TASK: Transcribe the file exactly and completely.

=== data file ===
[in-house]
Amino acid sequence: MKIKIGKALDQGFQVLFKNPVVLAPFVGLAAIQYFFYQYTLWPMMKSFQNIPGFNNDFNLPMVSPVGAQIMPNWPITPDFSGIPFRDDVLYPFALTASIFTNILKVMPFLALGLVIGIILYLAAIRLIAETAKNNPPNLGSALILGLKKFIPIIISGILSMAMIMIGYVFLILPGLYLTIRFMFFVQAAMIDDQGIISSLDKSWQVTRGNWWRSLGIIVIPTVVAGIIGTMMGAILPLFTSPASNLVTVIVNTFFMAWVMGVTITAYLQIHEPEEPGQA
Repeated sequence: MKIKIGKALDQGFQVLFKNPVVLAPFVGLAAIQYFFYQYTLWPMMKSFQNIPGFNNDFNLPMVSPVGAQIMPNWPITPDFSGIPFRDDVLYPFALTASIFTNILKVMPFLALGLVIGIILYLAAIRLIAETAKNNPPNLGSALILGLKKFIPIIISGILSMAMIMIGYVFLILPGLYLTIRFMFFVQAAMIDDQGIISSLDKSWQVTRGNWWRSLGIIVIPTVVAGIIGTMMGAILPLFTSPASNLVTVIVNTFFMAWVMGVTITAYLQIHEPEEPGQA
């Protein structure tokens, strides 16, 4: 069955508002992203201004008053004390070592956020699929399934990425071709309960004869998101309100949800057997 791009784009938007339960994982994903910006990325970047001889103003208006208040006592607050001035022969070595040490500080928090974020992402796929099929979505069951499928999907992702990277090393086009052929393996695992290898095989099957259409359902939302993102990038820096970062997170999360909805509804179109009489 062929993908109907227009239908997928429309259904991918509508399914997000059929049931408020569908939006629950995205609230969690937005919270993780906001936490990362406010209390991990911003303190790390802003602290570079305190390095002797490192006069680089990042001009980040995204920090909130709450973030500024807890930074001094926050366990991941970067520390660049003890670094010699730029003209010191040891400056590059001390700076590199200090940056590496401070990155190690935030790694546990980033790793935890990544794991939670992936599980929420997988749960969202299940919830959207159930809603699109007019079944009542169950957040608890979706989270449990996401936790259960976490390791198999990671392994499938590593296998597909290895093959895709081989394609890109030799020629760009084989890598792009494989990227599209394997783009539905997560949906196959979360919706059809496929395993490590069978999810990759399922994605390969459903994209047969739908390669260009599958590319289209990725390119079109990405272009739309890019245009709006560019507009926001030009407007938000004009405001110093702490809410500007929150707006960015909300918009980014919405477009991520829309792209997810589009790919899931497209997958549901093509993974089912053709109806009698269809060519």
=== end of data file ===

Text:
[in-house]
Amino acid sequence: MKIKIGKALDQGFQVLFKNPVVLAPFVGLAAIQYFFYQYTLWPMMKSFQNIPGFNNDFNLPMVSPVGAQIMPNWPITPDFSGIPFRDDVLYPFALTASIFTNILKVMPFLALGLVIGIILYLAAIRLIAETAKNNPPNLGSALILGLKKFIPIIISGILSMAMIMIGYVFLILPGLYLTIRFMFFVQAAMIDDQGIISSLDKSWQVTRGNWWRSLGIIVIPTVVAGIIGTMMGAILPLFTSPASNLVTVIVNTFFMAWVMGVTITAYLQIHEPEEPGQA
Repeated sequence: MKIKIGKALDQGFQVLFKNPVVLAPFVGLAAIQYFFYQYTLWPMMKSFQNIPGFNNDFNLPMVSPVGAQIMPNWPITPDFSGIPFRDDVLYPFALTASIFTNILKVMPFLALGLVIGIILYLAAIRLIAETAKNNPPNLGSALILGLKKFIPIIISGILSMAMIMIGYVFLILPGLYLTIRFMFFVQAAMIDDQGIISSLDKSWQVTRGNWWRSLGIIVIPTVVAGIIGTMMGAILPLFTSPASNLVTVIVNTFFMAWVMGVTITAYLQIHEPEEPGQA
């Protein structure tokens, strides 16, 4: 069955508002992203201004008053004390070592956020699929399934990425071709309960004869998101309100949800057997 791009784009938007339960994982994903910006990325970047001889103003208006208040006592607050001035022969070595040490500080928090974020992402796929099929979505069951499928999907992702990277090393086009052929393996695992290898095989099957259409359902939302993102990038820096970062997170999360909805509804179109009489 062929993908109907227009239908997928429309259904991918509508399914997000059929049931408020569908939006629950995205609230969690937005919270993780906001936490990362406010209390991990911003303190790390802003602290570079305190390095002797490192006069680089990042001009980040995204920090909130709450973030500024807890930074001094926050366990991941970067520390660049003890670094010699730029003209010191040891400056590059001390700076590199200090940056590496401070990155190690935030790694546990980033790793935890990544794991939670992936599980929420997988749960969202299940919830959207159930809603699109007019079944009542169950957040608890979706989270449990996401936790259960976490390791198999990671392994499938590593296998597909290895093959895709081989394609890109030799020629760009084989890598792009494989990227599209394997783009539905997560949906196959979360919706059809496929395993490590069978999810990759399922994605390969459903994209047969739908390669260009599958590319289209990725390119079109990405272009739309890019245009709006560019507009926001030009407007938000004009405001110093702490809410500007929150707006960015909300918009980014919405477009991520829309792209997810589009790919899931497209997958549901093509993974089912053709109806009698269809060519």